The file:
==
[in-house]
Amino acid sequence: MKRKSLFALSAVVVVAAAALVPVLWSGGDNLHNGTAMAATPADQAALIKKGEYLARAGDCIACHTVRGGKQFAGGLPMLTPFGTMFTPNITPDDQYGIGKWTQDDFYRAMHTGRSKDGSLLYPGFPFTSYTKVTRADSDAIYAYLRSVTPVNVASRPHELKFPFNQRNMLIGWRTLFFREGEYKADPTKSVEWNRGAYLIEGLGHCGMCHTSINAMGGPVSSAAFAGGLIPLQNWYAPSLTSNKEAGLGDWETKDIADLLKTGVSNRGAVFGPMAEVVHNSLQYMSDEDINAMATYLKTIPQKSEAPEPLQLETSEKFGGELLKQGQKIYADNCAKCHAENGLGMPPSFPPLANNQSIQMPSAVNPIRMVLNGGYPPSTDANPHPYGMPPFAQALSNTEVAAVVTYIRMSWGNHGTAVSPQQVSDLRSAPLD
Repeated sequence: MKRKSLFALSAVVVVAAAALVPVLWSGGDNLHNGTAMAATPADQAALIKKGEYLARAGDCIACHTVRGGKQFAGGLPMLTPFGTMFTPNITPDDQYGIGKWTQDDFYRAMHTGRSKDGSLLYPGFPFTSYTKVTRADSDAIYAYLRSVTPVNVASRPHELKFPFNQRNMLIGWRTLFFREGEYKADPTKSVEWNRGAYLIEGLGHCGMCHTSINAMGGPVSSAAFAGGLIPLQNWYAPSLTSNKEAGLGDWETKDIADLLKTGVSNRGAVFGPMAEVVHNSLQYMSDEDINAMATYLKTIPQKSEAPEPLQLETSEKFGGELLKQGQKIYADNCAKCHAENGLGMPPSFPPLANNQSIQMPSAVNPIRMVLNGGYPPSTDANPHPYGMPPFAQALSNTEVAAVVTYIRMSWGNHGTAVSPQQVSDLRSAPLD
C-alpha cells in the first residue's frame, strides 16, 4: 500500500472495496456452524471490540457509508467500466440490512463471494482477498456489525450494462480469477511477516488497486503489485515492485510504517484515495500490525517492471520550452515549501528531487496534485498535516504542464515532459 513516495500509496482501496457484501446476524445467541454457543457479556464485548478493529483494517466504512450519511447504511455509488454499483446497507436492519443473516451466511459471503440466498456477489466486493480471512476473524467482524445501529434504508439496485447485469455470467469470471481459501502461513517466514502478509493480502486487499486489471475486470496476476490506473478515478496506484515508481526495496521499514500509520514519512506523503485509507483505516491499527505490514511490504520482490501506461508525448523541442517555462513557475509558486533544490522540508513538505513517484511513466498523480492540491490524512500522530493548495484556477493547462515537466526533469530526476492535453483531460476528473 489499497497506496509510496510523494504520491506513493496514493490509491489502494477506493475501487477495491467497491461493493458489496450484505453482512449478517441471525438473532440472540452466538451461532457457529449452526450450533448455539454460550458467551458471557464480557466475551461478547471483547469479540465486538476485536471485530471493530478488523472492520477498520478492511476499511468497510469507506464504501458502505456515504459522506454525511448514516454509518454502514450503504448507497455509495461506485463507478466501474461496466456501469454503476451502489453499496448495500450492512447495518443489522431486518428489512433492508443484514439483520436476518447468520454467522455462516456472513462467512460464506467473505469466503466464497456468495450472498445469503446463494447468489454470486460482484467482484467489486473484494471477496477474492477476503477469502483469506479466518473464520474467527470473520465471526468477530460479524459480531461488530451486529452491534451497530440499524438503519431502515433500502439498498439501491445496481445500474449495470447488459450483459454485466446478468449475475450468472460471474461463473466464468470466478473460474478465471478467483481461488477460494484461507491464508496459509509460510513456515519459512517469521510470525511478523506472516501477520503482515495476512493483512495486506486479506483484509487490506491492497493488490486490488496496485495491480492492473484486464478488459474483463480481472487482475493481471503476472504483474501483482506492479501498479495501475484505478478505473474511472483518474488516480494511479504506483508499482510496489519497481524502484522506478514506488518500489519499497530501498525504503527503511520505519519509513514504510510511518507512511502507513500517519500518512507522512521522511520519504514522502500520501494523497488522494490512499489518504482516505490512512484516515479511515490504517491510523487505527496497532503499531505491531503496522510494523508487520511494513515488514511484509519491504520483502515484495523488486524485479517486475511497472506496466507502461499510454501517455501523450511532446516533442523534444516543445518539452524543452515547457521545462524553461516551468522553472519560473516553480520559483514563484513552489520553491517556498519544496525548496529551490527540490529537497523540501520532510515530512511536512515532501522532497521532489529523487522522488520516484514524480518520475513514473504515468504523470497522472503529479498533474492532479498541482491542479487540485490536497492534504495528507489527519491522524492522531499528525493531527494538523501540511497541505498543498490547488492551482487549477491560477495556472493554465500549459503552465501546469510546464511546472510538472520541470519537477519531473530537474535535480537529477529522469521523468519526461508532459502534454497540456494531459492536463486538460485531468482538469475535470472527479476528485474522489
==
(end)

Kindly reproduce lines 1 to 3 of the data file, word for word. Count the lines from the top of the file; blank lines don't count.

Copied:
[in-house]
Amino acid sequence: MKRKSLFALSAVVVVAAAALVPVLWSGGDNLHNGTAMAATPADQAALIKKGEYLARAGDCIACHTVRGGKQFAGGLPMLTPFGTMFTPNITPDDQYGIGKWTQDDFYRAMHTGRSKDGSLLYPGFPFTSYTKVTRADSDAIYAYLRSVTPVNVASRPHELKFPFNQRNMLIGWRTLFFREGEYKADPTKSVEWNRGAYLIEGLGHCGMCHTSINAMGGPVSSAAFAGGLIPLQNWYAPSLTSNKEAGLGDWETKDIADLLKTGVSNRGAVFGPMAEVVHNSLQYMSDEDINAMATYLKTIPQKSEAPEPLQLETSEKFGGELLKQGQKIYADNCAKCHAENGLGMPPSFPPLANNQSIQMPSAVNPIRMVLNGGYPPSTDANPHPYGMPPFAQALSNTEVAAVVTYIRMSWGNHGTAVSPQQVSDLRSAPLD
Repeated sequence: MKRKSLFALSAVVVVAAAALVPVLWSGGDNLHNGTAMAATPADQAALIKKGEYLARAGDCIACHTVRGGKQFAGGLPMLTPFGTMFTPNITPDDQYGIGKWTQDDFYRAMHTGRSKDGSLLYPGFPFTSYTKVTRADSDAIYAYLRSVTPVNVASRPHELKFPFNQRNMLIGWRTLFFREGEYKADPTKSVEWNRGAYLIEGLGHCGMCHTSINAMGGPVSSAAFAGGLIPLQNWYAPSLTSNKEAGLGDWETKDIADLLKTGVSNRGAVFGPMAEVVHNSLQYMSDEDINAMATYLKTIPQKSEAPEPLQLETSEKFGGELLKQGQKIYADNCAKCHAENGLGMPPSFPPLANNQSIQMPSAVNPIRMVLNGGYPPSTDANPHPYGMPPFAQALSNTEVAAVVTYIRMSWGNHGTAVSPQQVSDLRSAPLD